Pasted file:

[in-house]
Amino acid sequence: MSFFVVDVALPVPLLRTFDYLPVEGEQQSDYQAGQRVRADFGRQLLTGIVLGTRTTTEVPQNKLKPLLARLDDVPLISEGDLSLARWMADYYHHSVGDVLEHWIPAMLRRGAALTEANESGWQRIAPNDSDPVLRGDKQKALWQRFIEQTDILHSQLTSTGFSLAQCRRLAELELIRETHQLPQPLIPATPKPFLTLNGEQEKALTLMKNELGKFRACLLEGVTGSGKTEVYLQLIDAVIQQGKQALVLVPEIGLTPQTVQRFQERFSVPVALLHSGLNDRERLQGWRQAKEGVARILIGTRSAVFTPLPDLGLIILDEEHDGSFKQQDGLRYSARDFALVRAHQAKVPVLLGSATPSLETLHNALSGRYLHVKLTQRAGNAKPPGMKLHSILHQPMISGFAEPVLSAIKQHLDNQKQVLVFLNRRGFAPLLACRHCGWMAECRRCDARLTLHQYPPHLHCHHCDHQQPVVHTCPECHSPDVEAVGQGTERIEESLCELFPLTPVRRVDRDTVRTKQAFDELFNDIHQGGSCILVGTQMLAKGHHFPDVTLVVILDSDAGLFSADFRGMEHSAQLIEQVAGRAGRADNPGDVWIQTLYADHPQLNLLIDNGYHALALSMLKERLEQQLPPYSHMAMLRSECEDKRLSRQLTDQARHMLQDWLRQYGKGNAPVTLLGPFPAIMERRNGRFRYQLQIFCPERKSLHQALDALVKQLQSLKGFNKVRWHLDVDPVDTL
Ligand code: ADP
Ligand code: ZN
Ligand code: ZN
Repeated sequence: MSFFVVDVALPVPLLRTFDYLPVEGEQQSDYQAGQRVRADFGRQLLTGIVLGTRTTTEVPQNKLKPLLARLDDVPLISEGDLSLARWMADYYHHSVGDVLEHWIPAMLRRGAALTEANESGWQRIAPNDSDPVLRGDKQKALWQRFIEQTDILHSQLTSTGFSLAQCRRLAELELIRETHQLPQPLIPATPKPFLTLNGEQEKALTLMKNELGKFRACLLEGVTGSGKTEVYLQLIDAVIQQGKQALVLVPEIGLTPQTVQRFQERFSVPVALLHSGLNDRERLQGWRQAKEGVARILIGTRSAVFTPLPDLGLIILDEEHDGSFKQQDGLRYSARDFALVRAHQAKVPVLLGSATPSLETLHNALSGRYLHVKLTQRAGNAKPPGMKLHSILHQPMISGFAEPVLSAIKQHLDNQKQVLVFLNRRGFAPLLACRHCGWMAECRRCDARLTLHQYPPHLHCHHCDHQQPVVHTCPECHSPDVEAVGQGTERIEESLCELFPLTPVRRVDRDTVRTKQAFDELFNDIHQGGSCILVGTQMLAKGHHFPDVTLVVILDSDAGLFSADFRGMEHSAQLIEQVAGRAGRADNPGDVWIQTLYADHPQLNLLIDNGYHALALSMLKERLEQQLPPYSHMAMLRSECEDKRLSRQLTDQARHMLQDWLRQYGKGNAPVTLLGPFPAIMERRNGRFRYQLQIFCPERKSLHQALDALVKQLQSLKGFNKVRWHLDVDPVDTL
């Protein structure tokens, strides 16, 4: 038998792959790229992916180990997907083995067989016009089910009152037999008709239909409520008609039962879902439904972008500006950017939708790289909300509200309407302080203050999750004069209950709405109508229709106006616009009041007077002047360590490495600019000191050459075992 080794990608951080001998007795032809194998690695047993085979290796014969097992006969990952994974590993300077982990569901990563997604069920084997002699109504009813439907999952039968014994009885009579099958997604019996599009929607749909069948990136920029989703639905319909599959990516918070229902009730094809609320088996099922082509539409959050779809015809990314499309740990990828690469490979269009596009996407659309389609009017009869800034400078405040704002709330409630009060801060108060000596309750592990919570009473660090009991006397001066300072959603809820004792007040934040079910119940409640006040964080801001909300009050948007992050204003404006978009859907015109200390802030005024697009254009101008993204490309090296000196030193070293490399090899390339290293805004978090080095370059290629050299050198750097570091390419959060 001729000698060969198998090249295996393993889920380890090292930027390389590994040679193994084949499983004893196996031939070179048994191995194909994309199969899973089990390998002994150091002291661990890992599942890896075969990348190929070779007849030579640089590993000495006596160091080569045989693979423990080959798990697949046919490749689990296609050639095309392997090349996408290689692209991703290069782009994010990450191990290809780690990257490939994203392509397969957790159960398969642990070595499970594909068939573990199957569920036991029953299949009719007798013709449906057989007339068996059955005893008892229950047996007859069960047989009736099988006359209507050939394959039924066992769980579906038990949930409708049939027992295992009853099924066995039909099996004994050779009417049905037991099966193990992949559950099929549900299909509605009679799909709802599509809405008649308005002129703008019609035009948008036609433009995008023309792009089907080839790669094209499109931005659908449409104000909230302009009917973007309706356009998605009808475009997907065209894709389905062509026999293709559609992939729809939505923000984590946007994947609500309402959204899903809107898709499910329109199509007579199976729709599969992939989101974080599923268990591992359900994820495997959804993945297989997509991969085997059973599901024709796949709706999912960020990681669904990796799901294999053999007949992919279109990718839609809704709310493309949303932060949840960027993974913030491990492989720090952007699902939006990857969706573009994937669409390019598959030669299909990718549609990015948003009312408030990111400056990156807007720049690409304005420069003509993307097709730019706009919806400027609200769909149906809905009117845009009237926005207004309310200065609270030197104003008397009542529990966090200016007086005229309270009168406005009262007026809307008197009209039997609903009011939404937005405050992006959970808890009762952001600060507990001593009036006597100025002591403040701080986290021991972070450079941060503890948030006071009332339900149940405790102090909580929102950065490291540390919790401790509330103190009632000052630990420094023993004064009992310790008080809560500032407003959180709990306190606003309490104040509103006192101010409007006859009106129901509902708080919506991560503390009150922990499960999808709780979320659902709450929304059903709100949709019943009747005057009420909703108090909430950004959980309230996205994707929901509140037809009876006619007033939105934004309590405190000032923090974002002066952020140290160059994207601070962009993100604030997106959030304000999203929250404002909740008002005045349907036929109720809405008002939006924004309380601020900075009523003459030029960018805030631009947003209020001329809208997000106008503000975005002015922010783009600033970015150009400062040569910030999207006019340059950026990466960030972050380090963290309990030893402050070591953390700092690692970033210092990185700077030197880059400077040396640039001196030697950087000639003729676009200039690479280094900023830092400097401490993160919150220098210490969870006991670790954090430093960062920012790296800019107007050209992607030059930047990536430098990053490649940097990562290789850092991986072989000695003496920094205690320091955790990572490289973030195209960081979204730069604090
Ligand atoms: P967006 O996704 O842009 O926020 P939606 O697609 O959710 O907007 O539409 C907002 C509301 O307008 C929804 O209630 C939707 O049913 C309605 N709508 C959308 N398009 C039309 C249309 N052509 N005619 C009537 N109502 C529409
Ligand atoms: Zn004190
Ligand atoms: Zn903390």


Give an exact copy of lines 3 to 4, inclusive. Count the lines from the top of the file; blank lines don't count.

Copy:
Ligand code: ADP
Ligand code: ZN